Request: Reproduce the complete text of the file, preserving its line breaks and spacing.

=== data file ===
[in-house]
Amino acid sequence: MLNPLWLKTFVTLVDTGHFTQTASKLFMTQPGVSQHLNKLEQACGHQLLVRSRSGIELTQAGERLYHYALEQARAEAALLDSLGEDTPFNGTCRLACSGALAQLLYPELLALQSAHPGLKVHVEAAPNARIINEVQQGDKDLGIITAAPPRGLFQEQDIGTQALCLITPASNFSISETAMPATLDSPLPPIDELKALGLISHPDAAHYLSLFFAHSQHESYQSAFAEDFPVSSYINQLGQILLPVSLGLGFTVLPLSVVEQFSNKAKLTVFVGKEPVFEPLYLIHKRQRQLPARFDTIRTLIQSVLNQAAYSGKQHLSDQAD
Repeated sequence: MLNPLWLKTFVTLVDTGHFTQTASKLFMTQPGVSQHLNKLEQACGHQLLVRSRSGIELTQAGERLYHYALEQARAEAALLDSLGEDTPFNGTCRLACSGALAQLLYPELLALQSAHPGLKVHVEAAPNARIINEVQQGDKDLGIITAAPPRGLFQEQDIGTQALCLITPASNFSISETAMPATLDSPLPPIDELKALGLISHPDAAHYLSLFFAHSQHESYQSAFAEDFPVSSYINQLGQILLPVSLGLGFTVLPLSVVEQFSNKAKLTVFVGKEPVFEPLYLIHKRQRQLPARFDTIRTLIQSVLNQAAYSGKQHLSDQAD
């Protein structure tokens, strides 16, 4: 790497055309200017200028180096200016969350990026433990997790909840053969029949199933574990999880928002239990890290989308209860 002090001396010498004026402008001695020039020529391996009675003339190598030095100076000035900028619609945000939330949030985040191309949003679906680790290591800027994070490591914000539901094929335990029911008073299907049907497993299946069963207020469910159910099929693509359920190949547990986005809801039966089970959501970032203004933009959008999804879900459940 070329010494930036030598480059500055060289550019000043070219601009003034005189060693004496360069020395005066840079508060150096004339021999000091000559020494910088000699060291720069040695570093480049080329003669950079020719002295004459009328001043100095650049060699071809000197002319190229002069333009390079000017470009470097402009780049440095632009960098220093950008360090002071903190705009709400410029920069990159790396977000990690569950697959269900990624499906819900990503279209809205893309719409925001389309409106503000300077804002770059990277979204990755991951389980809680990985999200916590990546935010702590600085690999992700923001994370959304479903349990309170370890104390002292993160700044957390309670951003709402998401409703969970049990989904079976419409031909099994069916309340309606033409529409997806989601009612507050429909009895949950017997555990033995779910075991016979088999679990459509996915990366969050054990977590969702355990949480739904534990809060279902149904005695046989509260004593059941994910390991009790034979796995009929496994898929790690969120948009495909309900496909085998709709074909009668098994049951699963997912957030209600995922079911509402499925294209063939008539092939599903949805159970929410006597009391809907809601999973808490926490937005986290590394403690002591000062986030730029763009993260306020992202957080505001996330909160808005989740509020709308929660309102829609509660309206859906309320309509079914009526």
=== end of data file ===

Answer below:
[in-house]
Amino acid sequence: MLNPLWLKTFVTLVDTGHFTQTASKLFMTQPGVSQHLNKLEQACGHQLLVRSRSGIELTQAGERLYHYALEQARAEAALLDSLGEDTPFNGTCRLACSGALAQLLYPELLALQSAHPGLKVHVEAAPNARIINEVQQGDKDLGIITAAPPRGLFQEQDIGTQALCLITPASNFSISETAMPATLDSPLPPIDELKALGLISHPDAAHYLSLFFAHSQHESYQSAFAEDFPVSSYINQLGQILLPVSLGLGFTVLPLSVVEQFSNKAKLTVFVGKEPVFEPLYLIHKRQRQLPARFDTIRTLIQSVLNQAAYSGKQHLSDQAD
Repeated sequence: MLNPLWLKTFVTLVDTGHFTQTASKLFMTQPGVSQHLNKLEQACGHQLLVRSRSGIELTQAGERLYHYALEQARAEAALLDSLGEDTPFNGTCRLACSGALAQLLYPELLALQSAHPGLKVHVEAAPNARIINEVQQGDKDLGIITAAPPRGLFQEQDIGTQALCLITPASNFSISETAMPATLDSPLPPIDELKALGLISHPDAAHYLSLFFAHSQHESYQSAFAEDFPVSSYINQLGQILLPVSLGLGFTVLPLSVVEQFSNKAKLTVFVGKEPVFEPLYLIHKRQRQLPARFDTIRTLIQSVLNQAAYSGKQHLSDQAD
């Protein structure tokens, strides 16, 4: 790497055309200017200028180096200016969350990026433990997790909840053969029949199933574990999880928002239990890290989308209860 002090001396010498004026402008001695020039020529391996009675003339190598030095100076000035900028619609945000939330949030985040191309949003679906680790290591800027994070490591914000539901094929335990029911008073299907049907497993299946069963207020469910159910099929693509359920190949547990986005809801039966089970959501970032203004933009959008999804879900459940 070329010494930036030598480059500055060289550019000043070219601009003034005189060693004496360069020395005066840079508060150096004339021999000091000559020494910088000699060291720069040695570093480049080329003669950079020719002295004459009328001043100095650049060699071809000197002319190229002069333009390079000017470009470097402009780049440095632009960098220093950008360090002071903190705009709400410029920069990159790396977000990690569950697959269900990624499906819900990503279209809205893309719409925001389309409106503000300077804002770059990277979204990755991951389980809680990985999200916590990546935010702590600085690999992700923001994370959304479903349990309170370890104390002292993160700044957390309670951003709402998401409703969970049990989904079976419409031909099994069916309340309606033409529409997806989601009612507050429909009895949950017997555990033995779910075991016979088999679990459509996915990366969050054990977590969702355990949480739904534990809060279902149904005695046989509260004593059941994910390991009790034979796995009929496994898929790690969120948009495909309900496909085998709709074909009668098994049951699963997912957030209600995922079911509402499925294209063939008539092939599903949805159970929410006597009391809907809601999973808490926490937005986290590394403690002591000062986030730029763009993260306020992202957080505001996330909160808005989740509020709308929660309102829609509660309206859906309320309509079914009526």